“Hey Skar,” Drehy said. “You ever go out drinking, even when at war?”

“Sure,” Skar said. “And back in my village, we’d have a dance in the stormshelter twice a month, even while boys were off fighting in border skirmishes.”

“It’s not the same,” Kaladin said. “You taking their side?”

“Are there sides?” Drehy asked.

AA: Oh, the burn. Tsssss…! Sure, I understand the irritation, but Kaladin does let his prejudice against lighteyes exaggerate his reactions. And I’m strongly with Drehy here: In a time like this, when you’ve got an actual nasty powerful enemy out there, you need to stop sniping at your own people. Especially, you need to stop griping about someone else’s activities when they aren’t doing anything all that different from what your friends do, and which you have no problem with if your friends are doing it.

AP: I agree that all the humans need to learn to work together. But in a city that is actually starving, the lighteyes deserve some degree of scorn for hoarding resources. I think that some influence of the Heart of the Revel is in play here. Yes, they want to forget the situation, and luckily there is an Unmade in the city willing to help them do exactly that! Even though it’s centered on the platform, I expect the influence goes well beyond into the city.

AA: The area in which I fully agree with Kaladin is this: Given that people are starving for lack of resources, it is immoral for the lighteyes to take more food than they need so they can party like nothing is wrong. We don’t know for sure that’s what’s happening, though if Skar’s rumors (quoted below) are true, they certainly have better food at the parties than most people normally get, and the fact that they have food to party with at all is a bit dodgy. If it’s just a bunch of people getting together for moral support, great; if it’s for ignoring the problems… meh; if it’s gluttonous consumption of food, it’s totally wrong. But you’re right, Aubree; If it’s that last, it probably is at least affected by the presence of the Unmade. It’s not much of an excuse.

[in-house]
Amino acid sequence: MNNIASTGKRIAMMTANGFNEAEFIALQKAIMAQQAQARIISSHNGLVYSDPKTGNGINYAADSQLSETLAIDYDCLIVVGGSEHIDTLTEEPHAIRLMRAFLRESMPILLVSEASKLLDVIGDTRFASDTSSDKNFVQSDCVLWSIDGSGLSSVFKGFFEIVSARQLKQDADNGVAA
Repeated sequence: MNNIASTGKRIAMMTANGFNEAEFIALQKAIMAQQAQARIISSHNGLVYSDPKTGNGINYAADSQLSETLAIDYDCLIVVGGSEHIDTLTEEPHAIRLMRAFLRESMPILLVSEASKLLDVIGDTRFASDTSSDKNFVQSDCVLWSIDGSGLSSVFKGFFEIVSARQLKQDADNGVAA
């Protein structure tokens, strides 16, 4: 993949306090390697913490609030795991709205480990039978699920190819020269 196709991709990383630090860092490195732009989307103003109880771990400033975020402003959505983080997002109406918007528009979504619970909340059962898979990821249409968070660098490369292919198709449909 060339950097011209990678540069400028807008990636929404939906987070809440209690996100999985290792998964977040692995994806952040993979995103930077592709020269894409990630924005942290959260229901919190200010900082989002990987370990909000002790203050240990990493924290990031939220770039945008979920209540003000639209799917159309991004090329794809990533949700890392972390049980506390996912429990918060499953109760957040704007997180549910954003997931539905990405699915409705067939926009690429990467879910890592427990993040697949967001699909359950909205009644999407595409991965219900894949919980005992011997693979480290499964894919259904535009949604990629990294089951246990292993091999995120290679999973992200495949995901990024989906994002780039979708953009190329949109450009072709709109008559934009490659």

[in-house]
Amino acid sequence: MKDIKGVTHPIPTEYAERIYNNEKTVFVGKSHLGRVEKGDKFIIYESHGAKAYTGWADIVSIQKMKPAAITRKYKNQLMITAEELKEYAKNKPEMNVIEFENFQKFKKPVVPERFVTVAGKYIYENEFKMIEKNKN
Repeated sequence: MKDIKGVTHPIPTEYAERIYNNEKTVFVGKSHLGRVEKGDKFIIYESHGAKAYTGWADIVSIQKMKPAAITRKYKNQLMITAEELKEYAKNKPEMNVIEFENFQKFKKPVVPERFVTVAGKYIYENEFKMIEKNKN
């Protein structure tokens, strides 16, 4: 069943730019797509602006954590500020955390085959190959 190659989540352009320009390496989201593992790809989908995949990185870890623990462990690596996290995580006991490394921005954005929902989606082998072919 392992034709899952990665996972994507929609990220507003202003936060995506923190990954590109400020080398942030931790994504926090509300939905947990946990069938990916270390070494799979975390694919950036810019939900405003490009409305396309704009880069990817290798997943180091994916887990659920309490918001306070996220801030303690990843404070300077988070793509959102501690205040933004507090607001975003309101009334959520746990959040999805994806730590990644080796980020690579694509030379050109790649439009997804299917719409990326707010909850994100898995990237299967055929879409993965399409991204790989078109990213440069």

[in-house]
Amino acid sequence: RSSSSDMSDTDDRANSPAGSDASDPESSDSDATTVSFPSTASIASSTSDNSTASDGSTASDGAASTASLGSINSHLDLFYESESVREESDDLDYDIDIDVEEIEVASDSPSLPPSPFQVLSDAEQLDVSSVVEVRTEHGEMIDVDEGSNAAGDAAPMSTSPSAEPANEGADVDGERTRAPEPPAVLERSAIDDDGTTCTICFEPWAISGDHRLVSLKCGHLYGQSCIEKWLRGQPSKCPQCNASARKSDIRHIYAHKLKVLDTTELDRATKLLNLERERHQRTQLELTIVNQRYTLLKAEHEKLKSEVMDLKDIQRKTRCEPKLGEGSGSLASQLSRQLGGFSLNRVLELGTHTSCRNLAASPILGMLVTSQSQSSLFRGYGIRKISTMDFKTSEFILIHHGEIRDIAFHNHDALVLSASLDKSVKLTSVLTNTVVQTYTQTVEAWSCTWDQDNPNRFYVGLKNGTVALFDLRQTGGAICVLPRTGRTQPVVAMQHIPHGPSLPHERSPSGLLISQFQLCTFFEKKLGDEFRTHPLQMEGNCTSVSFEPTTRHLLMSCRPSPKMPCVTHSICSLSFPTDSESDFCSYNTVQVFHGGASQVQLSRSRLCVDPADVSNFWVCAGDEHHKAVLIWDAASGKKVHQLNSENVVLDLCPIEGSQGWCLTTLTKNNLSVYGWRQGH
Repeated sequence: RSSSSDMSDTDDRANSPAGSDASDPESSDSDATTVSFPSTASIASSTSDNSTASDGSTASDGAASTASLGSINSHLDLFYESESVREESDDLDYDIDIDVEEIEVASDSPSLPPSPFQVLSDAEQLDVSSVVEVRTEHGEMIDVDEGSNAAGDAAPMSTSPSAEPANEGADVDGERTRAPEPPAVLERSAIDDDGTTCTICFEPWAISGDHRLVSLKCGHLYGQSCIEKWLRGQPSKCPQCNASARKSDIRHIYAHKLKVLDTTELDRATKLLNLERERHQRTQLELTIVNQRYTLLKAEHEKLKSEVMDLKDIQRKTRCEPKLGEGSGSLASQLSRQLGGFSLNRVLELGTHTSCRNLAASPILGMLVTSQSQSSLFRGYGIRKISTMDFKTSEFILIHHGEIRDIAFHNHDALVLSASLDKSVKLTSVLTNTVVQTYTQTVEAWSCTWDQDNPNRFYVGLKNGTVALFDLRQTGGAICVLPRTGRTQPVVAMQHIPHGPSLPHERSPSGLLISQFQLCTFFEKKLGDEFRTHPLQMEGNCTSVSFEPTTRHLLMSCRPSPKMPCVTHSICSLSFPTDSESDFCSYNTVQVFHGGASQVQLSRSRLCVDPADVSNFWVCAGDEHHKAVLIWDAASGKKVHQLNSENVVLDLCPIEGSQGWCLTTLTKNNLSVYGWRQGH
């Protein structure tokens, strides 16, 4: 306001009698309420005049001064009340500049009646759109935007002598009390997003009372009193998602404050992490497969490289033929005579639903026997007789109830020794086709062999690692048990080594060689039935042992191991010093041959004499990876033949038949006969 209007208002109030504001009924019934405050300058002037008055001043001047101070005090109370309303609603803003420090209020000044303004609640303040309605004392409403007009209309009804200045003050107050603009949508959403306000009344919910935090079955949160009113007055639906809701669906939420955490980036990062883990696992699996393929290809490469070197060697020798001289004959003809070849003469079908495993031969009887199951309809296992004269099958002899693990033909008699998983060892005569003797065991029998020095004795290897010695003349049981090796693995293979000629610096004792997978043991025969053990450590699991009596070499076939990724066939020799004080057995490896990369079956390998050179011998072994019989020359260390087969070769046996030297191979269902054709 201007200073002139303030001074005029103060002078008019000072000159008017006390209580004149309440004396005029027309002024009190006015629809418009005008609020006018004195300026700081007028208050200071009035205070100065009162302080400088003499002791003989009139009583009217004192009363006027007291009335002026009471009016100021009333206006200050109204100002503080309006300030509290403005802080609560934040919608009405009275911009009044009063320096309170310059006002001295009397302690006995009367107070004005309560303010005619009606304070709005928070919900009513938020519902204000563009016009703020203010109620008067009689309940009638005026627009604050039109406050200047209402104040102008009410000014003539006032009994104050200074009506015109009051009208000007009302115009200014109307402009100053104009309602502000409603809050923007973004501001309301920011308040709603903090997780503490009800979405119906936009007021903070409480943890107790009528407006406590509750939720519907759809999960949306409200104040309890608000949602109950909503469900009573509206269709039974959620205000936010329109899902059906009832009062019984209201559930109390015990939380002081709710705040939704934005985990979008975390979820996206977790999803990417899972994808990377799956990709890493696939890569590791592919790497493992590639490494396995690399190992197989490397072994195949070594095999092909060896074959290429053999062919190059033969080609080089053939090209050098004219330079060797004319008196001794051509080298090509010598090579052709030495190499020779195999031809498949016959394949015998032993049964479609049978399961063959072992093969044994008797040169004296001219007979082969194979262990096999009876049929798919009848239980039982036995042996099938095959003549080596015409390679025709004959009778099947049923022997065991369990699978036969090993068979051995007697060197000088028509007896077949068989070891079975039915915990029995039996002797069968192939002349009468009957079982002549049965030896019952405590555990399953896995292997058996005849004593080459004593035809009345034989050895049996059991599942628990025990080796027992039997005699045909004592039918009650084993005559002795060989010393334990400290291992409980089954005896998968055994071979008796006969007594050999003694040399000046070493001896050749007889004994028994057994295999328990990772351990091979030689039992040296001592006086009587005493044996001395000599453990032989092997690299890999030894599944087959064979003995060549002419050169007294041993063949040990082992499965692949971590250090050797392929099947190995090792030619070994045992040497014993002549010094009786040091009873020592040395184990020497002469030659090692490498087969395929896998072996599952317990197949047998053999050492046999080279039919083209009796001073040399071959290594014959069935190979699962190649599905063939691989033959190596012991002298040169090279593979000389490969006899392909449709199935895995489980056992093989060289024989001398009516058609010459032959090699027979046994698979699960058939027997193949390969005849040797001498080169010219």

“You look like you tripped and fell into a bucket of blue paint,” Kaladin said, “then tried to dry off with a handful of parched grass.”

“And you look like what the storm leaves behind,” Adolin said, passing by and patting Kaladin on the shoulder. “We like you anyway. Every boy has a favorite stick he found out in the yard after the rains.”

AA: Ouch. I think you deserved that, Kal… We’ve talked about Shallan’s humor a lot, and Adolin’s as well. This time it’s Kaladin trying to be funny, but not trying very hard, because everyone knows that he’s sneering at Adolin’s fashionista schtick. I’m not sure I think Adolin’s rejoinder is terribly funny, but he did manage to turn it to a joke rather than returning Kaladin’s sneer, so good on him. (You know, Kaladin is really being a pain today!)

AP: I want to point out that Adolin just called him a stick in the mud. Which is exactly what he is being.

Adolin stepped over to Skar and Drehy, clasping hands with each of them in turn. “You two looking forward to tonight?”

“Depends on how the food is in the darkeyed tent, sir,” Skar said.

“Swipe me something from the inner party,” Drehy said. “I hear they’ve got storming good pastries at those fancy lighteyes parties.”

“Sure. You need anything, Skar?”

“The head of my enemy, fashioned into a tankard for drinking,” Skar said. “Barring that, I’ll take a pastry or seven.”

“I’ll see what I can do. Keep your ears open for any good taverns that are still open. We can go out tomorrow.” He strode past Kaladin and tied on a side sword.

Kaladin frowned, looking to him, then to his bridgemen, then back at Adolin. “What?”

“What what?” Adolin asked.

“You’re going to go out drinking with bridgemen?” Kaladin said.

“Sure,” Adolin said. “Skar, Drehy, and I go way back.”

“We spent some time keeping His Highness from falling into chasms,” Skar said. “He repaid us with a bit of wine and good conversation.”